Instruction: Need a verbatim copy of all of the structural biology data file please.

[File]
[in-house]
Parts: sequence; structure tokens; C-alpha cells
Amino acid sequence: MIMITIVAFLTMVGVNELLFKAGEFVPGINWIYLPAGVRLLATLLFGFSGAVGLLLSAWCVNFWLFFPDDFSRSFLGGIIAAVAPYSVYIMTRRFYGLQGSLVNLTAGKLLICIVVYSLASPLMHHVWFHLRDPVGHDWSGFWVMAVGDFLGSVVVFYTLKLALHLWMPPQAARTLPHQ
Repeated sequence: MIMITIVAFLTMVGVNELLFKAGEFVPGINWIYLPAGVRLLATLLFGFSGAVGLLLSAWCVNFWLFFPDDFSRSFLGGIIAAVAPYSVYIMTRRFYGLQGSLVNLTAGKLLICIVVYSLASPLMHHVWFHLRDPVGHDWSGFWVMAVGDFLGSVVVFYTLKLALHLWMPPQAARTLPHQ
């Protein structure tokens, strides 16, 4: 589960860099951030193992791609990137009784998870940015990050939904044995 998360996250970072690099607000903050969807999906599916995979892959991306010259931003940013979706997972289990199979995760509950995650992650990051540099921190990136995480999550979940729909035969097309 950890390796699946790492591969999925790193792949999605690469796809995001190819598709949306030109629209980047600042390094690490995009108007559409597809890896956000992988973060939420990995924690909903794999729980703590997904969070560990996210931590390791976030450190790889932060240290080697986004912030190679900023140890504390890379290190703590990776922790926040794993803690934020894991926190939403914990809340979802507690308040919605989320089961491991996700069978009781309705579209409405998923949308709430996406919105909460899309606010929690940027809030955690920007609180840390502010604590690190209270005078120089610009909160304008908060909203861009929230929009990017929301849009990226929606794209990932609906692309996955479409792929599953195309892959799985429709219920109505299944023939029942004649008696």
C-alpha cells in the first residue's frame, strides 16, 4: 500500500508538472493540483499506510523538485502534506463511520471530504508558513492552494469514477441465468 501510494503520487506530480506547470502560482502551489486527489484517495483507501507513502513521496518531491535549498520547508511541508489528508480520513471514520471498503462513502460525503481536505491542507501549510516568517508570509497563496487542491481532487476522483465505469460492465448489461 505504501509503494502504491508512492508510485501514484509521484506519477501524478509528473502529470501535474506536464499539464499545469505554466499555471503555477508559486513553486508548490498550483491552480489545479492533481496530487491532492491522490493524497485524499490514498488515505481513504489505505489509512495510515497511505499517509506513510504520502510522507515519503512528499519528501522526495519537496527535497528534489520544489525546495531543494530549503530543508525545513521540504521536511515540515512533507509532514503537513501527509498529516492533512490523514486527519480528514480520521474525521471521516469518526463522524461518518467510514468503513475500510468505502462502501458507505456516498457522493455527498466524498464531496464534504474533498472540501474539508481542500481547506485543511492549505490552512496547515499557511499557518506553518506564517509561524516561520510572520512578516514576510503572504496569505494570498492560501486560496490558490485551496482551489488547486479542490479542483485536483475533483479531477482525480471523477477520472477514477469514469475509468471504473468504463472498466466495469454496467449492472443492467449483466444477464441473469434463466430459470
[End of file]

[in-house]
Parts: sequence; structure tokens; C-alpha cells
Amino acid sequence: MIMITIVAFLTMVGVNELLFKAGEFVPGINWIYLPAGVRLLATLLFGFSGAVGLLLSAWCVNFWLFFPDDFSRSFLGGIIAAVAPYSVYIMTRRFYGLQGSLVNLTAGKLLICIVVYSLASPLMHHVWFHLRDPVGHDWSGFWVMAVGDFLGSVVVFYTLKLALHLWMPPQAARTLPHQ
Repeated sequence: MIMITIVAFLTMVGVNELLFKAGEFVPGINWIYLPAGVRLLATLLFGFSGAVGLLLSAWCVNFWLFFPDDFSRSFLGGIIAAVAPYSVYIMTRRFYGLQGSLVNLTAGKLLICIVVYSLASPLMHHVWFHLRDPVGHDWSGFWVMAVGDFLGSVVVFYTLKLALHLWMPPQAARTLPHQ
């Protein structure tokens, strides 16, 4: 589960860099951030193992791609990137009784998870940015990050939904044995 998360996250970072690099607000903050969807999906599916995979892959991306010259931003940013979706997972289990199979995760509950995650992650990051540099921190990136995480999550979940729909035969097309 950890390796699946790492591969999925790193792949999605690469796809995001190819598709949306030109629209980047600042390094690490995009108007559409597809890896956000992988973060939420990995924690909903794999729980703590997904969070560990996210931590390791976030450190790889932060240290080697986004912030190679900023140890504390890379290190703590990776922790926040794993803690934020894991926190939403914990809340979802507690308040919605989320089961491991996700069978009781309705579209409405998923949308709430996406919105909460899309606010929690940027809030955690920007609180840390502010604590690190209270005078120089610009909160304008908060909203861009929230929009990017929301849009990226929606794209990932609906692309996955479409792929599953195309892959799985429709219920109505299944023939029942004649008696």
C-alpha cells in the first residue's frame, strides 16, 4: 500500500508538472493540483499506510523538485502534506463511520471530504508558513492552494469514477441465468 501510494503520487506530480506547470502560482502551489486527489484517495483507501507513502513521496518531491535549498520547508511541508489528508480520513471514520471498503462513502460525503481536505491542507501549510516568517508570509497563496487542491481532487476522483465505469460492465448489461 505504501509503494502504491508512492508510485501514484509521484506519477501524478509528473502529470501535474506536464499539464499545469505554466499555471503555477508559486513553486508548490498550483491552480489545479492533481496530487491532492491522490493524497485524499490514498488515505481513504489505505489509512495510515497511505499517509506513510504520502510522507515519503512528499519528501522526495519537496527535497528534489520544489525546495531543494530549503530543508525545513521540504521536511515540515512533507509532514503537513501527509498529516492533512490523514486527519480528514480520521474525521471521516469518526463522524461518518467510514468503513475500510468505502462502501458507505456516498457522493455527498466524498464531496464534504474533498472540501474539508481542500481547506485543511492549505490552512496547515499557511499557518506553518506564517509561524516561520510572520512578516514576510503572504496569505494570498492560501486560496490558490485551496482551489488547486479542490479542483485536483475533483479531477482525480471523477477520472477514477469514469475509468471504473468504463472498466466495469454496467449492472443492467449483466444477464441473469434463466430459470